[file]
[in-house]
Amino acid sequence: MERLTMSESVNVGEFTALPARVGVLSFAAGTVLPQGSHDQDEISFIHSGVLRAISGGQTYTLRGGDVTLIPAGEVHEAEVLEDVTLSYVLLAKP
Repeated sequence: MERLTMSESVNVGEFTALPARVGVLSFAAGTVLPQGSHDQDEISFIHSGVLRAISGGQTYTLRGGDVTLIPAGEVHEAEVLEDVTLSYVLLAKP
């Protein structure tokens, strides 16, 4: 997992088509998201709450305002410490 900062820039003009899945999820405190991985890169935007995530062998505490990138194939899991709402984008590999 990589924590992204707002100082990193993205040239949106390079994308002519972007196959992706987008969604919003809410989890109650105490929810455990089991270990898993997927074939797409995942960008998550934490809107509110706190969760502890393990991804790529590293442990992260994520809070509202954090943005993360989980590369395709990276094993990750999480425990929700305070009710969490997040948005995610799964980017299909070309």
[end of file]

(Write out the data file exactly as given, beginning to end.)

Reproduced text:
[in-house]
Amino acid sequence: MERLTMSESVNVGEFTALPARVGVLSFAAGTVLPQGSHDQDEISFIHSGVLRAISGGQTYTLRGGDVTLIPAGEVHEAEVLEDVTLSYVLLAKP
Repeated sequence: MERLTMSESVNVGEFTALPARVGVLSFAAGTVLPQGSHDQDEISFIHSGVLRAISGGQTYTLRGGDVTLIPAGEVHEAEVLEDVTLSYVLLAKP
């Protein structure tokens, strides 16, 4: 997992088509998201709450305002410490 900062820039003009899945999820405190991985890169935007995530062998505490990138194939899991709402984008590999 990589924590992204707002100082990193993205040239949106390079994308002519972007196959992706987008969604919003809410989890109650105490929810455990089991270990898993997927074939797409995942960008998550934490809107509110706190969760502890393990991804790529590293442990992260994520809070509202954090943005993360989980590369395709990276094993990750999480425990929700305070009710969490997040948005995610799964980017299909070309």